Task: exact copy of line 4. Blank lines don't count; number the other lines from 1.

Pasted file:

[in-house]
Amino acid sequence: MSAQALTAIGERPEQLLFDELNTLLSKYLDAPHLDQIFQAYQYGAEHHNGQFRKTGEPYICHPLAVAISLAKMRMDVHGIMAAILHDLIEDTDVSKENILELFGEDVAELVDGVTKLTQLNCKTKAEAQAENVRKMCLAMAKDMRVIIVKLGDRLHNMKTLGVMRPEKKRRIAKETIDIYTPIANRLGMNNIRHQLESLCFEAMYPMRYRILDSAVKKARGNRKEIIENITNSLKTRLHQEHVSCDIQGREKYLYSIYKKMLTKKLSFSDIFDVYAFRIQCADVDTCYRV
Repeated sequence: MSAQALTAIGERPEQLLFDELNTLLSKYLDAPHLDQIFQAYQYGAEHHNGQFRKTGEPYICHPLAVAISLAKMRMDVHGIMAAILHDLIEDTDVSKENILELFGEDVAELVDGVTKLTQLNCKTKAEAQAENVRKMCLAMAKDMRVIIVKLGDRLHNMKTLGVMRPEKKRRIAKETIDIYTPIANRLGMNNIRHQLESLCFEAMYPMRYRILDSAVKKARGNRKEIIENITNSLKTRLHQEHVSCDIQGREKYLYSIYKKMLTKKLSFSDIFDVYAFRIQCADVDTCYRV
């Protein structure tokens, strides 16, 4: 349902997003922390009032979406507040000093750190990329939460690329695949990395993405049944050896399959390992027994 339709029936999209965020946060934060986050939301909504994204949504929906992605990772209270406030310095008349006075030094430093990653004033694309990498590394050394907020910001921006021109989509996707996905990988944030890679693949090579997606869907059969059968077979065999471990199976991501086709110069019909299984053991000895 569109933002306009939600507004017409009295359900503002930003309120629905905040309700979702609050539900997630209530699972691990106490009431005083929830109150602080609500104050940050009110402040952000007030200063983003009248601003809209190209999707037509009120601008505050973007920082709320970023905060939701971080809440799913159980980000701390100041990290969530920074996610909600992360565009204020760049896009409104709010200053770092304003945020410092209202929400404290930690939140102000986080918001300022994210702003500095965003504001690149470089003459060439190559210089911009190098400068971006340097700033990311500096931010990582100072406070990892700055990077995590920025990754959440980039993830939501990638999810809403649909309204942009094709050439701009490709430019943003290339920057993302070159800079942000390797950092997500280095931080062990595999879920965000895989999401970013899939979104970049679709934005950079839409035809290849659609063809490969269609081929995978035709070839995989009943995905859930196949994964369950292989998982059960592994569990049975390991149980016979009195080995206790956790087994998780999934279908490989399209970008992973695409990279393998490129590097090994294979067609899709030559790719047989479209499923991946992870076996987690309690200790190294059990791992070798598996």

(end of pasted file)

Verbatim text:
């Protein structure tokens, strides 16, 4: 349902997003922390009032979406507040000093750190990329939460690329695949990395993405049944050896399959390992027994 339709029936999209965020946060934060986050939301909504994204949504929906992605990772209270406030310095008349006075030094430093990653004033694309990498590394050394907020910001921006021109989509996707996905990988944030890679693949090579997606869907059969059968077979065999471990199976991501086709110069019909299984053991000895 569109933002306009939600507004017409009295359900503002930003309120629905905040309700979702609050539900997630209530699972691990106490009431005083929830109150602080609500104050940050009110402040952000007030200063983003009248601003809209190209999707037509009120601008505050973007920082709320970023905060939701971080809440799913159980980000701390100041990290969530920074996610909600992360565009204020760049896009409104709010200053770092304003945020410092209202929400404290930690939140102000986080918001300022994210702003500095965003504001690149470089003459060439190559210089911009190098400068971006340097700033990311500096931010990582100072406070990892700055990077995590920025990754959440980039993830939501990638999810809403649909309204942009094709050439701009490709430019943003290339920057993302070159800079942000390797950092997500280095931080062990595999879920965000895989999401970013899939979104970049679709934005950079839409035809290849659609063809490969269609081929995978035709070839995989009943995905859930196949994964369950292989998982059960592994569990049975390991149980016979009195080995206790956790087994998780999934279908490989399209970008992973695409990279393998490129590097090994294979067609899709030559790719047989479209499923991946992870076996987690309690200790190294059990791992070798598996």